Next Henry Ford II took over the foundation and the company from his grandfather.As the foundation had received the bulk of Henry Ford’s estate, as well as an endowment from Edsel, it had a 95 percent (non-voting) stake in Ford Motor Company valued at almost $493 million. This guaranteed $25 million of dividends per year, making the Ford Foundation by far the richest charity in the US.At the time of its creation, the Ford Foundation’s mission was to give money “for scientific, educational and charitable purposes, all for the public welfare.” Under Henry II’s leadership, the foundation ran a study to determine how it should operate in the future. Instead of focusing on any particular field, which at the time was the traditional approach of most foundations, the study group recommended that the foundation become a national and international philanthropic institution that sought to address the world’s most pressing needs, wherever they might be.A recommendation,the foundation took seriously. In time, the foundation become known for its support of such causes as public broadcasting, the arts and humanities and the development of business, education and community in poor countries around the world. Until the establishment of the Bill and Melinda Gates Foundation in 2000, the Ford Foundation consistently ranked first among U.S. foundations for the most assets and the highest annual giving.For fiscal year 2011, it reported assets of US$10.0 billion and approved US$413 million in grants.The grants were made for projects that focus on reducing poverty and injustice; promoting democratic values; and advancing human knowledge, creativity and achievement.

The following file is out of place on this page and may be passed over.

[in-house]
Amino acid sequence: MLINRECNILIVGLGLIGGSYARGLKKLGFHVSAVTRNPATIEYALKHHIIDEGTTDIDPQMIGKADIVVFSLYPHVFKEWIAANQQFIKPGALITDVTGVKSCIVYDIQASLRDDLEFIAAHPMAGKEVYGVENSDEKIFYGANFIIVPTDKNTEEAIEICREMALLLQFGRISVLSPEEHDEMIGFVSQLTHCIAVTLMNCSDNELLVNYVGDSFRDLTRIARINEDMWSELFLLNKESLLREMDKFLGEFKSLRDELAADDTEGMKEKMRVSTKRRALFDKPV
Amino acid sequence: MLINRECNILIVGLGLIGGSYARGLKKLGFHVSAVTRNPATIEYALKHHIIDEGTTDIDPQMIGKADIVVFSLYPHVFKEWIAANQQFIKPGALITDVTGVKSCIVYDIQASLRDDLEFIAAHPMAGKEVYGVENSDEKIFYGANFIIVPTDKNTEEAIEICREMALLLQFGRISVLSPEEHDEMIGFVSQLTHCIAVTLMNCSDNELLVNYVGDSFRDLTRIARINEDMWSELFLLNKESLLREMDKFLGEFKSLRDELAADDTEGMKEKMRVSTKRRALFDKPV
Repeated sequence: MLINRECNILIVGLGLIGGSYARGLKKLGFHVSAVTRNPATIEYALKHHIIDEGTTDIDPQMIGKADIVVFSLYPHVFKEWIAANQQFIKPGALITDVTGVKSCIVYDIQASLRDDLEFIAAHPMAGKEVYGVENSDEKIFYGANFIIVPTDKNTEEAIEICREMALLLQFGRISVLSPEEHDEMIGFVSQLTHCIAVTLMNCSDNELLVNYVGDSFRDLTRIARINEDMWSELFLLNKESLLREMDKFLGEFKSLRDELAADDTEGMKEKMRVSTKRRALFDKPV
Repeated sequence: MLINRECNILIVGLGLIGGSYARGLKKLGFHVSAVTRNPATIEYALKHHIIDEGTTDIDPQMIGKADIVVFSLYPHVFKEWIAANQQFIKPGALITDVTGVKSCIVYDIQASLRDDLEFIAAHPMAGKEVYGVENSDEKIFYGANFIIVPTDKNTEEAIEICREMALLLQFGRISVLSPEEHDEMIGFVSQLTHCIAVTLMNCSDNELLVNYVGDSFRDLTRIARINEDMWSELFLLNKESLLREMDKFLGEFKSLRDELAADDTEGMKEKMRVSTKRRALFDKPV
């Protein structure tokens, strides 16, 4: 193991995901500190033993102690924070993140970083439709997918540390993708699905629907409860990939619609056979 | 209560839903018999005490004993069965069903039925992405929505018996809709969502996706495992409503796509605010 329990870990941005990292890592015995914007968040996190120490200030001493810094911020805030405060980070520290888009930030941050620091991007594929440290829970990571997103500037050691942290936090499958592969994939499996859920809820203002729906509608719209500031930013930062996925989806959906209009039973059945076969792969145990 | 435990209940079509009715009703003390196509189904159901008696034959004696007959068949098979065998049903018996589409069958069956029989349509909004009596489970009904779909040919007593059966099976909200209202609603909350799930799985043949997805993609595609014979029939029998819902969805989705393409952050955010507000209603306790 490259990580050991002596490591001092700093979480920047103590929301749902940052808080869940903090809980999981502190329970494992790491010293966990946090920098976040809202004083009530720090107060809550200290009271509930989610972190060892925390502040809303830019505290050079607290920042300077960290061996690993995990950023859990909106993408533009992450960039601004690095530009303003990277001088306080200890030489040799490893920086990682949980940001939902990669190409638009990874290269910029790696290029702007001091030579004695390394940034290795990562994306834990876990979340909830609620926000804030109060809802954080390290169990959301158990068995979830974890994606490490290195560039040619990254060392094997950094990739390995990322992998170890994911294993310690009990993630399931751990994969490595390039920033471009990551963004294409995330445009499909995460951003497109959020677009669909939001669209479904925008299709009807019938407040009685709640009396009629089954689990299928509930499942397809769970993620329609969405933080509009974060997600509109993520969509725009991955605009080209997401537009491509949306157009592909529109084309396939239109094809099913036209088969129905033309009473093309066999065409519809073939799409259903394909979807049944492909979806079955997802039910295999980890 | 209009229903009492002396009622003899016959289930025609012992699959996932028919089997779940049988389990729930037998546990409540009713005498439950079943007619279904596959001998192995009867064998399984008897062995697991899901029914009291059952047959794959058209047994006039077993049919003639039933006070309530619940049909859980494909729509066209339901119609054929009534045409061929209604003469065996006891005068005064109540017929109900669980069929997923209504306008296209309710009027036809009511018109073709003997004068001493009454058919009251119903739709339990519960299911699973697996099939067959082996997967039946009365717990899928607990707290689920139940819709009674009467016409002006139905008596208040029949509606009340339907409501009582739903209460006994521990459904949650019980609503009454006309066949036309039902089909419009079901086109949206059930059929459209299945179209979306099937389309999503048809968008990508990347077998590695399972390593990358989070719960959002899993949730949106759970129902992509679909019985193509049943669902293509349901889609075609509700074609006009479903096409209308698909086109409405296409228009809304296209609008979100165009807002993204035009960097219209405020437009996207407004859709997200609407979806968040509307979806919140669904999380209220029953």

When Henry Ford II took over,Ford Motor was struggling.It was losing some $9 million each year.So he decided to focus on restoring Ford Motor as one of the world’s great industrial powers.He took the company public to raise funds.However at the time all was not well on the Ford Foundation front.The foundation was plagued by politics.Henry Ford II grew so tired of it and quit as chairman in 1956 though he continued to act as a trustee until 1976. Quitting was “the worst mistake of my life,” according to Henry: A life of Henry Ford II.The Ford Foundation started acting independently of the Ford family since 1953 and by 1974 the foundation got rid of its last Ford Motor share . Author Walter Hayes wrote of Henry Ford II, “It taught him that he must never, under any circumstances, allow the family to lose control of the Ford Motor Co. as it had lost control of the foundation.